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# Church’s Paradox by Gödel

In the book *“A Logical Journey”*, by Hao Wang (Footnote:
Hao Wang. *A Logical Journey: From Gödel to Philosophy*, MIT Press, 1997 ISBN: 9780262231893 Wang, A Logical Journey: Details.
), which is an account by Wang of conversations with Gödel, Gödel talks about a paradox based on the notion of something not applying to itself. Gödel calls it Church’s paradox because it can be derived in Church’s lambda system (a system which as Church first devised it, is inconsistent). Gödel remarks that it is striking that this paradox is not well known because, Gödel claims, it proves that several paradoxes have no simple solution.

Note: This paradox should not be confused with another paradox that is also sometimes called Church’s Paradox, a paradox concerning identity and equivalence. (Footnote: Church’s other paradox: Suppose that there are two names, A and B, for the same thing. And suppose that Sam encounters the names A and B without knowing that they are both names for the same thing. But two things are identical only if they are identical in every respect - but they are not identical in Sam’s mind - hence we have a paradox. )

As Gödel states it, the paradox is as follows:

A function is said to be regular if it can be applied to every entity [which may be an object or a function (a concept)]. Consider now the following regular function of two arguments:

(1) | d(F, x) |
= F(x) if F is regular |

= 0 otherwise |

Introduce now another regular function:

(2) | E(x) |
= 0 if x ≠ 0 |

= 1 if x = 0 |

We see immediately that

(3) | E(x) |
≠ x |

Let **H(x)** be **E[d(x,x)]** which is regular. By (1), we have:

(4) | d(H,x) |
= H(x) |
= E[d(x,x)] |

Substituting **H** for x, we get:

(5) | d(H,H) |
= E(d(H,H)) |
contradicting (3) |

This is the contradiction that Gödel considers paradoxical. However, this ‘paradox’ only arises because Gödel’s construction involves a confusion of language. Contrary to Gödel’s claim, there is a very simple solution, which is to always maintain the distinction between levels of language. Gödel’s construction is in what is commonly called *‘higher-order logic’*, where there are variables for functions - whereas, in first-order logic, variables only apply for individual entities - for example, in first-order arithmetic, you can have expressions such as **3x + 6y = 7z**, where **x**, **y** and **z** are variables for numbers.

Many people, the most well-known being Quine (Footnote:
See, for example, Willard Quine. *Philosophy of Logic.* Harvard University Press, 2nd edition, 1986. ISBN‑10: 0674665635 Quine, Philosophy of Logic: Details.
), have argued that *‘higher-order logic’* is not entirely logical, or that it is a *‘set theory in sheep’s clothing’*. And many others, such as Boolos (Footnote:
See, for example, George Boolos. *Logic, Logic, and Logic*. Harvard University Press, 1999. ISBN‑13: 978‑0674537675 Boolos, Logic, Logic, and Logic: Details.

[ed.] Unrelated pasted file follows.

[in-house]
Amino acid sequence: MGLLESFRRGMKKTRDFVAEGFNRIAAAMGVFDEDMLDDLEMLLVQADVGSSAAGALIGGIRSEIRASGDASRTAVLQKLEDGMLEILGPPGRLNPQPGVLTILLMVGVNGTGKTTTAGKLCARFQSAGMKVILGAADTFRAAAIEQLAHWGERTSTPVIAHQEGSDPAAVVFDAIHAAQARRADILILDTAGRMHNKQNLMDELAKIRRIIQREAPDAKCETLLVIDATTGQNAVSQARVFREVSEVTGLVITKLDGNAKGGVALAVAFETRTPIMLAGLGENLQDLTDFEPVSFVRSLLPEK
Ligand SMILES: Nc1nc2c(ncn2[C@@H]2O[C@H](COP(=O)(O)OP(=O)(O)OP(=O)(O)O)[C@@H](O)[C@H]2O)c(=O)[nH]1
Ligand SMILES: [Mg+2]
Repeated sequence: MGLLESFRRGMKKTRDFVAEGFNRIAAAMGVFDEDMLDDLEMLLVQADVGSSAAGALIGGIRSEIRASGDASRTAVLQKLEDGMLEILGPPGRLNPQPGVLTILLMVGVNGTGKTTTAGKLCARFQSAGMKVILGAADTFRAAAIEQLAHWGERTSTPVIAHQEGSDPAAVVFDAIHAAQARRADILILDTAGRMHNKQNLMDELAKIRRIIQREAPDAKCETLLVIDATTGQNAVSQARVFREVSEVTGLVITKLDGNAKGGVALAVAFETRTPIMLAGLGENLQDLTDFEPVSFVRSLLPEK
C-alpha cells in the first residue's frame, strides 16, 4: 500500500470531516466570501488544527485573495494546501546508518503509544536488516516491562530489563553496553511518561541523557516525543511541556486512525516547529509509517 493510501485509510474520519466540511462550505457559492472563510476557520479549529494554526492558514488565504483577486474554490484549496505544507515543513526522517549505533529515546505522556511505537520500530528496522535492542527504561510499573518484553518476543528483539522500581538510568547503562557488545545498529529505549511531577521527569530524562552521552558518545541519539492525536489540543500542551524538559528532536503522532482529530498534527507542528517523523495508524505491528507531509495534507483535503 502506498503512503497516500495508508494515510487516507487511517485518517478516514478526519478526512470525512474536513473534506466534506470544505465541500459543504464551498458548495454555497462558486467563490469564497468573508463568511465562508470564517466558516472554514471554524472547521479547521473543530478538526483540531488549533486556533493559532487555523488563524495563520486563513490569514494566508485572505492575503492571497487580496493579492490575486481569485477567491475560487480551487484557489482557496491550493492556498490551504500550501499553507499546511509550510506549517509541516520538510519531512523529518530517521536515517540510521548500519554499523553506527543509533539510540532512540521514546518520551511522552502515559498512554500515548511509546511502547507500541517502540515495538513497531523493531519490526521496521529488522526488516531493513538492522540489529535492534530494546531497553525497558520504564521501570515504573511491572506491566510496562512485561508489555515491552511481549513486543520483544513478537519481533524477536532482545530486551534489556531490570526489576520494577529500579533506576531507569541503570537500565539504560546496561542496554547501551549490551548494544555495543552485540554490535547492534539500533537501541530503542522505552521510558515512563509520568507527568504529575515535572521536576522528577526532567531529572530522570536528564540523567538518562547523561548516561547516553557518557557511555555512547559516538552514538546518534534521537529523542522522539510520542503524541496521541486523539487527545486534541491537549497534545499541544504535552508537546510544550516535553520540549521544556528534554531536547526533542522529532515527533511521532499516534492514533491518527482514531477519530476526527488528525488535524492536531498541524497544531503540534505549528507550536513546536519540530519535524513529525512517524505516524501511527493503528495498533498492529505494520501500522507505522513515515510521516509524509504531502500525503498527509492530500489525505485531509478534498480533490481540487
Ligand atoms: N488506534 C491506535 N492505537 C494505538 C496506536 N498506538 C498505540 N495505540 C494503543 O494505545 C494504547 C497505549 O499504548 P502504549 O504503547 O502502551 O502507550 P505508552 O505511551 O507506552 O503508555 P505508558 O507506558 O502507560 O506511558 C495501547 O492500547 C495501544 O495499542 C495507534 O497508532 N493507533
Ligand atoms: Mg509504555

) and Shapiro (Footnote:
See, for example, Stewart Shapiro. *Foundations Without Foundationalism: A Case for Second-Order Logic*. Oxford University Press, 1991. ISBN‑10: 0198250290 Shapiro, Foundations Without Foundationalism: Details.
), have argued against Quine. However, these arguments all seem to miss the crucial points, which all revolve around levels of language.

Returning to the paradox - consider the function in the initial definition: **d(F, x)**. In this function, **F** may be a function, and if that is the case, then it must have at least one free variable. But this variable of the function **F**, regardless of whatever symbol may be used for it, is not free in the expression **d(F, x)**. Neither is it a bound variable,
since it is not subject to any quantifier. Since it is neither a free or a bound variable in the expression **d(F, x)**, the free variable of **F** is not a variable within the expression **d(F, x)** - it is an object within that expression, and that means that the function **d** is a function in a language that is a meta-language to the language of the function **F**, which is a sub-language to the language of the expression **d(F, x)**.

Now, what about the variable **x** in the function **d(F, x)**? According to Gödel’s definition of regular, **x** may be anything, so it may be a function - which means that the variable **x** is also a variable of the meta-language.

Now, bearing the above in mind, we examine Gödel’s argument where he states:

Let **H(x)** be **E[d(x,x)]**, so **d(H,x) = H(x) = E[d(x,x)]**, and substitute **H** for **x**.

But, as was the case for **F**, the free variable of **H** (and **E**) cannot be free in the function **d(H, x)**, and so the function **H** (and **E**) must be a function of a sub-language, not of the meta-language. And that means that we cannot substitute the free variable of **E** by **d(x,x)**, which is a function of the meta-language - that would be substituting a variable of a sub-language by an expression of a meta-language, which would be an absurdity.

Gödel’s assertions hopelessly confuse the different levels of language, and so, it isn’t any wonder that he ends up with an absurd contradiction. It’s a contradiction that is the inevitable consequence of confusing meta-language and sub-language. And quite possibly, it’s no coincidence that the flaw in Gödel’s proof of incompleteness exhibits this same confusion of meta-language and sub-language.

Gödel, along with most of today’s logicians, seem to greet such contradictions with welcoming arms, and one might think that the derivation of a contradiction within a system of logic is to be celebrated.

Note: the paradox could also be prevented by a typed system which assigns different levels to functions so that the circularity of the paradox is prevented.

#### Other paradoxes

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